|NMU||VIRGINIA||Copyrights & Trademarks||Jun 27, 2000|
First Amendment does not protect parody website name
- A website that parodied PETA was denied First Amendment protection for use of the web address www.peta.org.
Website owner Michael Doughney was forced to relinquish rights to the website peta.org by a federal judge in Alexandria.
People for the Ethical Treatment of Animals (PETA) brought suit against Doughney for trademark infringement and “cybersquatting,” the registering of an organization’s name as a website with the intent to resell the rights to the website to that organization.
Doughney argued he had not registered the domain name with any intent to sell it, but only with the intent to parody PETA — a use he argued was protected under the First Amendment. Doughney’s site name stood for “People Eating Tasty Animals,” he said, and described itself as “a resource for those who enjoy eating meat, wearing fur and leather, hunting and the fruits of scientific research.” The site could be reached through the address www.peta.org.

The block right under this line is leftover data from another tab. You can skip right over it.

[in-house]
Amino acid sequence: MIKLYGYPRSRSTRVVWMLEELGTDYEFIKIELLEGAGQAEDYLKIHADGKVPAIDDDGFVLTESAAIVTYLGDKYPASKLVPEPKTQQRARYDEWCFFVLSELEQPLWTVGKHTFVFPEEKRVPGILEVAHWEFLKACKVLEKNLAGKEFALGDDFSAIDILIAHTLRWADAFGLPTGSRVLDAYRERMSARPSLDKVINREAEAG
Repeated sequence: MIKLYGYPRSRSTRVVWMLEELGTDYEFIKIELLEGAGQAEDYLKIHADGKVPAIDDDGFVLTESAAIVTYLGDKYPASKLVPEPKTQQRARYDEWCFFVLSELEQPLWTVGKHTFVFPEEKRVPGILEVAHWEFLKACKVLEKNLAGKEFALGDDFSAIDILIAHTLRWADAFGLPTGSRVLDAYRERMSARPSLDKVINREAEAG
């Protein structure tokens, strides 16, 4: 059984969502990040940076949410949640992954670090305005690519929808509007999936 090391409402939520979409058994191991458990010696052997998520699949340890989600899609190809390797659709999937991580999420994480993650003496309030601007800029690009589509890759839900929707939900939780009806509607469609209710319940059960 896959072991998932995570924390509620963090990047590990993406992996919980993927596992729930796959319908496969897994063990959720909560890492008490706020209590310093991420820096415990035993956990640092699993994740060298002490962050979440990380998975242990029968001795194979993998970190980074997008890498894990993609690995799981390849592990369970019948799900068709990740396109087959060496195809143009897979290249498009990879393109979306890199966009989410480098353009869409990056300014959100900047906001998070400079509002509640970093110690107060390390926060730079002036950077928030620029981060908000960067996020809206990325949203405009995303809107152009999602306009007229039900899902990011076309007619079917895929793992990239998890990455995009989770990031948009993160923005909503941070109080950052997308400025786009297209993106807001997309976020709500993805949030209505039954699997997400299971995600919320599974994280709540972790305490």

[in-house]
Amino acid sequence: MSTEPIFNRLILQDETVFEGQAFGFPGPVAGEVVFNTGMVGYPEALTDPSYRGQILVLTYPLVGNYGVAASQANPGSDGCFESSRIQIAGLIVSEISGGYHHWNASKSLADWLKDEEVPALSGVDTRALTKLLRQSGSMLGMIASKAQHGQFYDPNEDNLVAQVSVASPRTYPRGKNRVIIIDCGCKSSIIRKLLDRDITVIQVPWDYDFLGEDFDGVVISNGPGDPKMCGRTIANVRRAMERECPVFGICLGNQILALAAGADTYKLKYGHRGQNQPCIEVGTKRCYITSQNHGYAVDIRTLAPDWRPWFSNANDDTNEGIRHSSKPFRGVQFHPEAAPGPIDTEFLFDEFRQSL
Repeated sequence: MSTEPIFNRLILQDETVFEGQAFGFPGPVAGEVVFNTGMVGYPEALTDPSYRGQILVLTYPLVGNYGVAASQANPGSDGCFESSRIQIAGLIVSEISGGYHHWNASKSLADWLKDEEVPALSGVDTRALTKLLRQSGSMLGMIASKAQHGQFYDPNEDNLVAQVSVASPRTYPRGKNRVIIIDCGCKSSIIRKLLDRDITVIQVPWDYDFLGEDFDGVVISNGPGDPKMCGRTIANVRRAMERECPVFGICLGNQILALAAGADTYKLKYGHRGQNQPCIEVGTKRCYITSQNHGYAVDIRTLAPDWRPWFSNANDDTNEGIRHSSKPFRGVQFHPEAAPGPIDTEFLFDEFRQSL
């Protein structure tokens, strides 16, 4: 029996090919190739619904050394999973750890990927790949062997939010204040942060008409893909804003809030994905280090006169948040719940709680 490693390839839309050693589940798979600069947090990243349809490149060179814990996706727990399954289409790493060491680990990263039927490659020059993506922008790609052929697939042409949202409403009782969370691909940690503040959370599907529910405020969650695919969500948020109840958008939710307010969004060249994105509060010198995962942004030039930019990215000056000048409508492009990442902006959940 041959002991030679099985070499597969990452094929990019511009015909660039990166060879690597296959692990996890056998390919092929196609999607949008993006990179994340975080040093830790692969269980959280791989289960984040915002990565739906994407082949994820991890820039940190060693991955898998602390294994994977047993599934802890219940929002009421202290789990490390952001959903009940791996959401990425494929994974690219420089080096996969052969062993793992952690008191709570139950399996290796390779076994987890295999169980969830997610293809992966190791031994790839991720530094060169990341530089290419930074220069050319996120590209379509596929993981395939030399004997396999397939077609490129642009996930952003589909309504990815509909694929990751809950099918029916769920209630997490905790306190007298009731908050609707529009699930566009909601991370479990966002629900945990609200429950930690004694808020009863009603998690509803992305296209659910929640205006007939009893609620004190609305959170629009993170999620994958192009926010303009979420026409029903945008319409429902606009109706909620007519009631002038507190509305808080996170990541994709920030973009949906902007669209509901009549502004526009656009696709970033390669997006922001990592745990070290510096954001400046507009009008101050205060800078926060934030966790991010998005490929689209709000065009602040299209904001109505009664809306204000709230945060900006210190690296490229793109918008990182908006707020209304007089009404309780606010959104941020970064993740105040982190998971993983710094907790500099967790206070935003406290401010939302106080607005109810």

The court forced Doughney to give the website address to PETA and forbid him from using any website addresses in the future that “uses PETA’s marks and/or any colorable imitation of such marks, or any thing or mark confusingly similar.”
“The unique part of this case is that the domain name was part of the parody,” Doughney’s attorney Gary Davis said. “The legal question this presents is: can you do a parody on the net, part of which involves the domain name itself?” The federal court in Virginia emphatically said “no.”
(People for the Ethical Treatment of Animals, Inc., v. Doughney; Counsel: Gervaise Davis, Monterey, Calif.) — JM
© 2000 The Reporters Committee for Freedom of the Press